Like many wine drinkers, you’ve probably asked yourself how long a bottle of wine will last once it’s been opened. Well, if you’re sharing with friends and really apply yourselves, it’ll be empty in no time.
But maybe you’re asking about those occasions when the bottle isn’t done by the time you are? How long will the wine keep then?
The short answer is, “It depends.” The more useful longer answer is below.
Step 1: put the cork back in or use a stopper. Fancy vacuum device, if you must. Your mission is to keep as much oxygen out as possible.
Red wine has the shortest lifespan once it’s been opened. Three to five days, most sources say. The higher the tannin content, the longer it’ll preserve. So light tannin Gamay- or Pinot Noir-based wines aren’t going to stay drinkable for as long as wines with more tannins, like a Shiraz or Nebbiolo. Best stored in a cool place, rather than the fridge.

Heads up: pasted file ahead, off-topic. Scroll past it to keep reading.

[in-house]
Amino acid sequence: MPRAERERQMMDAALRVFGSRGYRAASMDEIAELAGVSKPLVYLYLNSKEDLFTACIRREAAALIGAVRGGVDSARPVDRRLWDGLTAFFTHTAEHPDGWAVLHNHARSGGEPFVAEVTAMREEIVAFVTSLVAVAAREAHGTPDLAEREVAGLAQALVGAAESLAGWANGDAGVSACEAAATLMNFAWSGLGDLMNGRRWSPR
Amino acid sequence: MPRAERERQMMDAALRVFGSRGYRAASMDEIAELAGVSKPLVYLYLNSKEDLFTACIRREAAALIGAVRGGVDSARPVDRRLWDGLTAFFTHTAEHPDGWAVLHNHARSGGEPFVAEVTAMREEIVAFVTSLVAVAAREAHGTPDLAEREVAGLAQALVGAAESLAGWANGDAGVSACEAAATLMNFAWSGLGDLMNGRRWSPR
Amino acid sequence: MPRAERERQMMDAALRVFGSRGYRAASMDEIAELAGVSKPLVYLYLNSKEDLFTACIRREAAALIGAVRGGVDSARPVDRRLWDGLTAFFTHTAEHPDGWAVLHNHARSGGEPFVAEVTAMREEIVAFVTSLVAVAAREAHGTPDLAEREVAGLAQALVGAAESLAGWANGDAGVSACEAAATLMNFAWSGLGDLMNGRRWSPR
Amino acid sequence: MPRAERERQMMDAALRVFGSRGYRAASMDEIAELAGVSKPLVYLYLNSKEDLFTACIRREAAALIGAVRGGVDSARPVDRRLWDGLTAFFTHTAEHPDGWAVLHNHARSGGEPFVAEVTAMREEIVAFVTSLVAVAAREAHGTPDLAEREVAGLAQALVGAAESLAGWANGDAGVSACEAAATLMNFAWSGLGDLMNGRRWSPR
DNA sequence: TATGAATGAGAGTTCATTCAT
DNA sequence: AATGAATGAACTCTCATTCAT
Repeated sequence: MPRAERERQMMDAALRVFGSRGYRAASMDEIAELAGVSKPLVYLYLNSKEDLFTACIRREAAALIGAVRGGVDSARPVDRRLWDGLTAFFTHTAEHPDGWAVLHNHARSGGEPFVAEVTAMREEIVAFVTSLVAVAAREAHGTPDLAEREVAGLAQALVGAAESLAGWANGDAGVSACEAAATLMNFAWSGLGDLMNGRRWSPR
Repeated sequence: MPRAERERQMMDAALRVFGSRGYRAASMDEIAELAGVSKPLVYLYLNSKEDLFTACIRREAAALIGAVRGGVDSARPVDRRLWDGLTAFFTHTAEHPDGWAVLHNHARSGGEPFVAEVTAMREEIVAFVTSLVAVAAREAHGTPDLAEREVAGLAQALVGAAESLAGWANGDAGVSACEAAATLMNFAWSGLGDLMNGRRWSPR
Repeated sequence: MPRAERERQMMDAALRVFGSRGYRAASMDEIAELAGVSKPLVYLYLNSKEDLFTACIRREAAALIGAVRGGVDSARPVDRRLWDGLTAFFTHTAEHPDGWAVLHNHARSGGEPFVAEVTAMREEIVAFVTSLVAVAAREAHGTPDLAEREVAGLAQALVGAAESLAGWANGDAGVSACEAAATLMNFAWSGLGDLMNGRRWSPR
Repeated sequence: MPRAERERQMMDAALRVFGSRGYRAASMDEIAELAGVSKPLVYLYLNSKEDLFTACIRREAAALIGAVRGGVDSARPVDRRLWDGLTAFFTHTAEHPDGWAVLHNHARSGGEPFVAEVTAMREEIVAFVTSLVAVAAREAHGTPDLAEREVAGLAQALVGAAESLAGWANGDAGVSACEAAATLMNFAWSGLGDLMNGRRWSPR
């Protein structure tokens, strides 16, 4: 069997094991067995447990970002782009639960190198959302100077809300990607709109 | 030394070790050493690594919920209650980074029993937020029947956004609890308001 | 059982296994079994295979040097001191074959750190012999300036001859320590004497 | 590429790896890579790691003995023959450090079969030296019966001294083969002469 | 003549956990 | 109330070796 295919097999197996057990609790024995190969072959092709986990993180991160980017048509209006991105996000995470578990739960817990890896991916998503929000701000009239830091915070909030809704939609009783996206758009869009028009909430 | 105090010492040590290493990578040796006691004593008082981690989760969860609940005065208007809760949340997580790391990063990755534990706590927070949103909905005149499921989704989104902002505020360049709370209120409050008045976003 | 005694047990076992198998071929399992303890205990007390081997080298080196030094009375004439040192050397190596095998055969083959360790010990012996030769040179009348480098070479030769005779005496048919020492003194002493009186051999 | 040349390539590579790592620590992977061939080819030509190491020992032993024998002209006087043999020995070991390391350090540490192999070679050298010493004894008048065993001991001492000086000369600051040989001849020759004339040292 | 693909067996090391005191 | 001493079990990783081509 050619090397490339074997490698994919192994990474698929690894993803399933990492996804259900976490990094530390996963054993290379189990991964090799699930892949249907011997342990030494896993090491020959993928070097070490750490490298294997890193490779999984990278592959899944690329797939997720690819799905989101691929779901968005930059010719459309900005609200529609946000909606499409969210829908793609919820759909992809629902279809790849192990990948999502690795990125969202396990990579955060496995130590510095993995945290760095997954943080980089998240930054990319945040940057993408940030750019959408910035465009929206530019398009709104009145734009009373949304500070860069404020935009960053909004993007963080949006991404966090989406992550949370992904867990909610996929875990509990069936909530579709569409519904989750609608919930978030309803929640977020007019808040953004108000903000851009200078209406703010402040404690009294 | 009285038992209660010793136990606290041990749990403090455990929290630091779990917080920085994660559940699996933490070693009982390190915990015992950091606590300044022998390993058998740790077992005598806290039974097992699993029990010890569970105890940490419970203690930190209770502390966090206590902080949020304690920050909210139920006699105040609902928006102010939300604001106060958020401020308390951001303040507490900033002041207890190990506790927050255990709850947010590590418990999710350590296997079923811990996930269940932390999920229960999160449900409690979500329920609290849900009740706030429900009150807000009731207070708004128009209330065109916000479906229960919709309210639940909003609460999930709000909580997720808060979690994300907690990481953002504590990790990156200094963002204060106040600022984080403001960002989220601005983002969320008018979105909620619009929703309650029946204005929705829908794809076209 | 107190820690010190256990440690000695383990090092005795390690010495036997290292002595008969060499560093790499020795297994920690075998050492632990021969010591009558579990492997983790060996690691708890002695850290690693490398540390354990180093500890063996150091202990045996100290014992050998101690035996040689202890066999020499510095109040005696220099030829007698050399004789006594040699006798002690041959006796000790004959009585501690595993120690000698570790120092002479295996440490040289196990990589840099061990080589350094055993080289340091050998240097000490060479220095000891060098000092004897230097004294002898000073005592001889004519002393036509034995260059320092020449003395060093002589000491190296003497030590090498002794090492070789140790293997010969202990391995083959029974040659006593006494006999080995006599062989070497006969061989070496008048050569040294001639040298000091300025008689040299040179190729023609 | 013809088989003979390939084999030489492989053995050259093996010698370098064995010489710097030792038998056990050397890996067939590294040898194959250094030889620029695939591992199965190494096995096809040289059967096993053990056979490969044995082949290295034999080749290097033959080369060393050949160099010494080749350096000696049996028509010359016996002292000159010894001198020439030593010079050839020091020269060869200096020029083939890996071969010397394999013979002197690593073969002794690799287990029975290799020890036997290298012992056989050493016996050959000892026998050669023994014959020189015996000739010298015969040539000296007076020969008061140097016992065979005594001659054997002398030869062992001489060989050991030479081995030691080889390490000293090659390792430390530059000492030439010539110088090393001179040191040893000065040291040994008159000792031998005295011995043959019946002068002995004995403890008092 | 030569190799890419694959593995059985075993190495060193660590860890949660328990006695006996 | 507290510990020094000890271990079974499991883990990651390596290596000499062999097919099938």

White wines and rosés fare better. Stick them in the fridge and they could be good for up to a week. Again, though, grape variety and style are important. Heavier, oak-aged whites, like a muscle-toned Ozzie Chardonnay or a full-bodied white Rioja, won’t last as long as greener, zestier numbers aged in stainless steel. That’s because wines that have been stored in oak have already been exposed to oxygen through the porous wood, so they have less fight left in them.
Fortified wines last longest once opened, easily a month. Madeira and Marsala will last much longer, because they were already treated so badly when they were made, a bit of oxygen isn’t going to scare them one bit.
As for sparkling wine, don’t bother, drink the lot once open.
By the way, if you’re drinking bag-in-a-box wine, this will stay good for weeks, because the bag-in-a-box design keeps the filthy oxygen out.